Woooow. Is that why everybody doesn't have a 383 stroker with a 13:1
compression ratio. I'll be damned Mearle you here what this here fella's
sayin' huh huh.
Obviously people change everything. I merely stated his logic, which was correct logic. But it's not the correct way to build the engine. Thanks once again for the ill tempered post which was totally unnecessary.
yes this is right if you leave everything the same.
But if you increase an engines displacement, does the top-end horsepower get weaker because low torque increase right?
On BIG displacement engines like mustangs, like redline at like 6000RPM and their torque curve go down earlier than like a small displacement Honda where they redline at like 7000-8000RPM and their torque curve is constant and goes down only a little at hight RPM.
So does displacement effect the redline and powercurve of an engien?
Torque curves have more to do with cam shafts and valve timing than piston displacement. And if you put a crank with a longer stroke in an engine and shorten the con rods without changing the pistons to a higher wrist pin height wouldn't you be pulling the pistons out of the bottom of the cylender?
How can you possibly speak for what his logic was? Have you done a Vulcan
mind meld? Maybe you have a crystal ball.
If you change nothing other than the crank, you're only going to be able to increase the stroke MAYBE .020" before the pistons start colliding with the heads. That is not a stroker engine in anyone's book although it would be as a pure technicality.
By the way, thank you for appointing yourself as the official forum "identifier of the unnecessary. Please ad your post to the list.
A) I said I "think" this was his logic, which was an attempt to help.
Much unlike any portion of your post.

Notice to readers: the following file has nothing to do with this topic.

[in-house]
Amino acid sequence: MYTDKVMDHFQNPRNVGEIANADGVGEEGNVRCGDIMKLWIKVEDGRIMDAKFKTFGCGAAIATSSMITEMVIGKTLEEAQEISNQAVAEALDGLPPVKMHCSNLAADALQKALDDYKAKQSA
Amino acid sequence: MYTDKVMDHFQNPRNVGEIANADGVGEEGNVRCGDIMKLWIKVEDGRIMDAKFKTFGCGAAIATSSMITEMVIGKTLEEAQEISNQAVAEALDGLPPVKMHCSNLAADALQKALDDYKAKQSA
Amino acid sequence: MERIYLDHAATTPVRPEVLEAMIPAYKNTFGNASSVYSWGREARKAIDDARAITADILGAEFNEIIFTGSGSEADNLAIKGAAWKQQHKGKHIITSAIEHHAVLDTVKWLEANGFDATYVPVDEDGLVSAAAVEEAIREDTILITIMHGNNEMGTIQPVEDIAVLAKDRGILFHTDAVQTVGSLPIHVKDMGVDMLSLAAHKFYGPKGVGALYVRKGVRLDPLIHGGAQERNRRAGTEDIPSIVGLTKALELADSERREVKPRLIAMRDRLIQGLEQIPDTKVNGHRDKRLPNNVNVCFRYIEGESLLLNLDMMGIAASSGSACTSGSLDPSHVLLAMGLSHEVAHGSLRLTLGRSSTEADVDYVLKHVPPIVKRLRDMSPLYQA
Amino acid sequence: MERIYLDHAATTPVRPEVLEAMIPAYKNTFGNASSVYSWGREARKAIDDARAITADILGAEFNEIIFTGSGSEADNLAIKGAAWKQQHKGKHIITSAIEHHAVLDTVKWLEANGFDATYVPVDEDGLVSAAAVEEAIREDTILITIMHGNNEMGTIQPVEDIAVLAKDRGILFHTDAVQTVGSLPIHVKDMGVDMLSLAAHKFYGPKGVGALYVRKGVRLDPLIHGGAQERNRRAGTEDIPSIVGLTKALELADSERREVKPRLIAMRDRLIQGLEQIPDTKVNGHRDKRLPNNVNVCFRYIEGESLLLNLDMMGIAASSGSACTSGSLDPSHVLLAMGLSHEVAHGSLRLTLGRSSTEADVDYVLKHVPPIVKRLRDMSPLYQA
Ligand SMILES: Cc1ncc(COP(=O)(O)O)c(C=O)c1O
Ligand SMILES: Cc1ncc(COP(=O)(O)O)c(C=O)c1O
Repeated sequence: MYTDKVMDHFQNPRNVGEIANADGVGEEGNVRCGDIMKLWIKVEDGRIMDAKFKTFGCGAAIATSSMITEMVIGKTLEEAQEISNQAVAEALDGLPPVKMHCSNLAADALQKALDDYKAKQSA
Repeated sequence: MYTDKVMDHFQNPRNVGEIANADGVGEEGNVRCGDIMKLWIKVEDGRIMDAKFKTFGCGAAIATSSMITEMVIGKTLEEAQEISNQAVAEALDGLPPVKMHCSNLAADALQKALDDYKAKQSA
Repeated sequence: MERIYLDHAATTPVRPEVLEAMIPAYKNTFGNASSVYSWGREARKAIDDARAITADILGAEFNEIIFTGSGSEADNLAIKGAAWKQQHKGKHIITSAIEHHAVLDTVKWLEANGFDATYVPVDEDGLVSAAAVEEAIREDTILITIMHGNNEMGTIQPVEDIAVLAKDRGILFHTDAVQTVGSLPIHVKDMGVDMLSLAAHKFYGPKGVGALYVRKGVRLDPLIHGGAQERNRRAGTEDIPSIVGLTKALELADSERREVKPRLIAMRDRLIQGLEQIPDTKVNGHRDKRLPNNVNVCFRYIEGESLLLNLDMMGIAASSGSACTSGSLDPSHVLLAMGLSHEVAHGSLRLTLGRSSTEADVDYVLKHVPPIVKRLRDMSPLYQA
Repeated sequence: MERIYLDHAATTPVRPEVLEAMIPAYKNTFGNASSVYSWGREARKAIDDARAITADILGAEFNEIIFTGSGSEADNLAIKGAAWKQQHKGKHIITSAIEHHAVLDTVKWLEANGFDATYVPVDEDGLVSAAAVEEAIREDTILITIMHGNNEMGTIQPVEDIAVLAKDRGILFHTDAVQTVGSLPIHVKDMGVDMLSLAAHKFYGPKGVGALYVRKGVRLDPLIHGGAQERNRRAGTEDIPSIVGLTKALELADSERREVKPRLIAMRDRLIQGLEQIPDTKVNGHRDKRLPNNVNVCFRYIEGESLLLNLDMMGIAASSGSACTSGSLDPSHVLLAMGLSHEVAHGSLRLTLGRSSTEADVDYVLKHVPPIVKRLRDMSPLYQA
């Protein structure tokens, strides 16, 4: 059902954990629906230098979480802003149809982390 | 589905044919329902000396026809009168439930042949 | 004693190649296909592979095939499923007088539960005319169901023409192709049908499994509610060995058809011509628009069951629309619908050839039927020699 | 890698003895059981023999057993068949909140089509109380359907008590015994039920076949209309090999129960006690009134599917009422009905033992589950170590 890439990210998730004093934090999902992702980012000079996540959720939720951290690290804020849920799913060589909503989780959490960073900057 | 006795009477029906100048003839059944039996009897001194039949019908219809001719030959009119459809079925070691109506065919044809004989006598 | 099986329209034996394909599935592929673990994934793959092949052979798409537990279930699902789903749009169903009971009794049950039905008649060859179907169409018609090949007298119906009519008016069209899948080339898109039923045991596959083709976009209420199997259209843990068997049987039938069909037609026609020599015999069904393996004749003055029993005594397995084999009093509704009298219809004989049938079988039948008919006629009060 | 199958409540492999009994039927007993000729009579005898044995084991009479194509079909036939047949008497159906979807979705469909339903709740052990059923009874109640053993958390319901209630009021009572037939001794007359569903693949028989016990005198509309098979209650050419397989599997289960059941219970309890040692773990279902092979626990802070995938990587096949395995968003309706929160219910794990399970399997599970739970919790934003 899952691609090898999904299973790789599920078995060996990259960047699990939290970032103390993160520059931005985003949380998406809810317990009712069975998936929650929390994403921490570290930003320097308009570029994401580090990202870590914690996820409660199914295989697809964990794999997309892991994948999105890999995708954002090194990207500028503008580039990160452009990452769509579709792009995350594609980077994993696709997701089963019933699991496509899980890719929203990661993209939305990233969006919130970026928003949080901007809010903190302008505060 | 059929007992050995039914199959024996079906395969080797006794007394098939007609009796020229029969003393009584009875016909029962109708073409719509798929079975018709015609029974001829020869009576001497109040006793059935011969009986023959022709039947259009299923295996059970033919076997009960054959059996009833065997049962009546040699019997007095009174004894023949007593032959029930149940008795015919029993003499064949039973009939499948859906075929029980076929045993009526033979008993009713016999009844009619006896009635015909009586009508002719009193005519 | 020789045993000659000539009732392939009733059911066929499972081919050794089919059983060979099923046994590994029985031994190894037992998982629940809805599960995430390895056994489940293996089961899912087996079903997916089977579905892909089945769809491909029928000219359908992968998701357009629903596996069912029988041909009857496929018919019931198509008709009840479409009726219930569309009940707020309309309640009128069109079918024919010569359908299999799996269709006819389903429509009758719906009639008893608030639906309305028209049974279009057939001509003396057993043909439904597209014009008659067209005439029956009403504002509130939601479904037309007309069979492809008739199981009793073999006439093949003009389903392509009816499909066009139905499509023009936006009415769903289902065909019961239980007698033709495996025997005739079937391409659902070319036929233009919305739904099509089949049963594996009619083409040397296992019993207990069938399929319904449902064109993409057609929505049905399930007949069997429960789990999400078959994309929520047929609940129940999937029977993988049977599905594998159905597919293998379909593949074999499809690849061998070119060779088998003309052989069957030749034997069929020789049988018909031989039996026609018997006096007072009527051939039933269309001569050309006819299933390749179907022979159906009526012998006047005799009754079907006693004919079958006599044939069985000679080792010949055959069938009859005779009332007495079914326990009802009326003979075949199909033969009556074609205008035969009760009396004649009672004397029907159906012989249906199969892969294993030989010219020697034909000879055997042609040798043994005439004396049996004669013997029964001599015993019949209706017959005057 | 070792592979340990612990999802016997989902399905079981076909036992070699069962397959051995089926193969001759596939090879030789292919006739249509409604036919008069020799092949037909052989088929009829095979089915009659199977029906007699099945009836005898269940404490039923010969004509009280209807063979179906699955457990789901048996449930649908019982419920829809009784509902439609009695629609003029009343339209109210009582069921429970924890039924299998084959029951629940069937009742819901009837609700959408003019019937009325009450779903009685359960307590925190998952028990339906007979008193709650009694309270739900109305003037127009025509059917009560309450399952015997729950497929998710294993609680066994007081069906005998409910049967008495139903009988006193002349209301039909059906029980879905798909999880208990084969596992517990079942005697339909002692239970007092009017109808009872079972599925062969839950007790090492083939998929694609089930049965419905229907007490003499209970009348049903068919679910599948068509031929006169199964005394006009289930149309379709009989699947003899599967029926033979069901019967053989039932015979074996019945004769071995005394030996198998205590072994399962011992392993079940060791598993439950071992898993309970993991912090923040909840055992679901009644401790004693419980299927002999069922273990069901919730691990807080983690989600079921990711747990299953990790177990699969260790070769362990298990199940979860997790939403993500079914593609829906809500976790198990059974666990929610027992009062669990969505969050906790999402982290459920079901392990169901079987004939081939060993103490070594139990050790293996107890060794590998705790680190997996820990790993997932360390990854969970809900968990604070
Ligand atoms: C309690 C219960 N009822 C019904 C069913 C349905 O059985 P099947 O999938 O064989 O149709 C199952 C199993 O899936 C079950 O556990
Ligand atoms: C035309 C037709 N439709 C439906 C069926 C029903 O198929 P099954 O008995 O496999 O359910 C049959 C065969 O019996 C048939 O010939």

B) I said we shortened the rod (I.E. we used a shorter rod). Read the thread (as you've stated a billion times)
C) You're welcome, anything I can do to help
Shortening the rod is an odd thing to do. As srober32 posted you risk
sending the piston skirts too far down the bores losing stability and
posing possible confllict with the crankshaft. Your BDC rod angle will also
be quite acute and may foul the piston skirt, plus you need more power to
overcome the lateral tendancy.
A good way to cancel out some of power gains from stroking really.
That does not change that fact that it can be and is done on certain
stroker kits (I agree it's much better to avoid this route). I completely
agree that the best way to retain a decent rod/stroke ratio is to use
longer rods and move the pin on the piston as far upward as possible
(custom pistons, perhaps custom rods). But you can only move it so far
before you start compromising the integrity of the piston. At a certain
height you have to make a compromise as to whether you want to set your
rev-limiter lower or risk grenading a piston. I know on high boost motors
this is especially a concern.
I'd have to say (In my opinion) that if you're losing a noticable amount of power due to the rod angle coming off BDC then you're beyond an angle that you should be working with anyway, moving the pin up a little may not even solve the problem. Enough friction off the piston to actually lose power will eat the piston in no time flat.
You can get some pretty decent pistons these days that take some pretty decent abuse. I don't see how stroking a stock production car engine would present a problem with elongated rods and shortened comp height pistons? If it was a hipo to start with then obviously things may be different.
I didn't say there was a problem with using elongated rods and raised height pistons. I said there was a limit to how much you can do either. And you are correct, piston technology has come a long way and there are some great products on the market, but there's still a limit to how far you can raise the pin before it compromises the piston, not matter how great the pistons are.